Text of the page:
Genetic variation in thrombin-activatable fibrinolysis inhibitor (TAFI) is associated with the risk of splanchnic vein thrombosis
Thrombosis and Haemostasis: international journal for vascular biology and medicine , Volume 97 - Issue 2 p. 181- 185
Splanchnic vein thrombosis (SVT) has been associated with a hypercoagulable state. Thrombin-activatable fibrinolysis inhibitor (TAFI) may contribute to a hypercoagulable state, and therefore we were interested in the role of TAFI in SVT. Since the disease is frequently associated with liver insufficiency, which affects plasma levels of TAFI, we studied the role of variation in the TAFI gene in SVT. In a multicenter case-control study on 118 patients with SVT (39 Budd-Chiari syndrome and 85 portal vein thrombosis) and 118 population-based controls, the relationship of SVT with single nucleotide polymorphisms (SNPs) and haplotypes in the TAR gene (- 438G/A, Ala I47Thr, Thr3251le and 1583A/T) was determined.The risk for SVT was decreased (OR 0.2, 95% Cl 0. 1-0.7) in 147Thr/Thr homozygotes and slightly, but not significantly, increased in carriers of the 3251le allele (OR 1.6, 95%Cl 0.9-2.7). Haplotype analysis confirmed that the Ala 147Thr SNP has the strongest association with risk of SVT. In conclusion, genetic variation in the TAR gene is associated with risk of SVT, suggesting a role for TAFI in the pathogenetic mechanism of SVT.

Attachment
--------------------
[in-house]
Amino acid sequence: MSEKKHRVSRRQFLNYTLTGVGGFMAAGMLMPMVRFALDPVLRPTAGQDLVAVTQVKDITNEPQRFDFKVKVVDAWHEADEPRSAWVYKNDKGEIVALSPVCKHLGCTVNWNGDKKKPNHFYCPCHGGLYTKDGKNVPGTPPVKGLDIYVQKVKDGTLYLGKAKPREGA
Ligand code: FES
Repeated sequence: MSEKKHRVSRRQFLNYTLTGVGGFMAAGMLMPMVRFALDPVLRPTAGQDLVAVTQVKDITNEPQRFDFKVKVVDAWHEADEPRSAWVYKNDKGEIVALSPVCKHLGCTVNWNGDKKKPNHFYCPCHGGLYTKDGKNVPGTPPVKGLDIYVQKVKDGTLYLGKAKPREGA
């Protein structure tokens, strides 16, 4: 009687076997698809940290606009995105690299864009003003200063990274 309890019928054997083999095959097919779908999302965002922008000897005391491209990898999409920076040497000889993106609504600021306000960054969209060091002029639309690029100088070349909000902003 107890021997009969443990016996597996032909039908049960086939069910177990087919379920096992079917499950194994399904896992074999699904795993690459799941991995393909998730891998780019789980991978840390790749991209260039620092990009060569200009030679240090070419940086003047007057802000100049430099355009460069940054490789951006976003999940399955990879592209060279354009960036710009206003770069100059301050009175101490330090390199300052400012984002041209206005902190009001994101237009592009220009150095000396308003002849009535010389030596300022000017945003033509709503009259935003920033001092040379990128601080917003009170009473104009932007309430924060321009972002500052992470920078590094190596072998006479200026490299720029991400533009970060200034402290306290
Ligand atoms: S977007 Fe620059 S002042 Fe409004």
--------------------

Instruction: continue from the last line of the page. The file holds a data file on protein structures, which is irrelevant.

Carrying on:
|Budd-Chiari syndrome, Fibrinolysis, Inflammation, Portal vein thrombosis, Single nucleotide polymorphism, Splanchnic vein thrombosis, Thrombin-activatable fibrinolysis inhibitor|
|Thrombosis and Haemostasis: international journal for vascular biology and medicine|
|Organisation||Erasmus MC: University Medical Center Rotterdam|
de Bruijne, E.L.E, Darwish Murad, S, de Maat, M.P.M, Tanck, M.W.T, Haagsma, E.B, van Hoek, B, … Leebeek, F.W.G. (2007). Genetic variation in thrombin-activatable fibrinolysis inhibitor (TAFI) is associated with the risk of splanchnic vein thrombosis. Thrombosis and Haemostasis: international journal for vascular biology and medicine, 97(2), 181–185. doi:10.1160/TH06-07-0407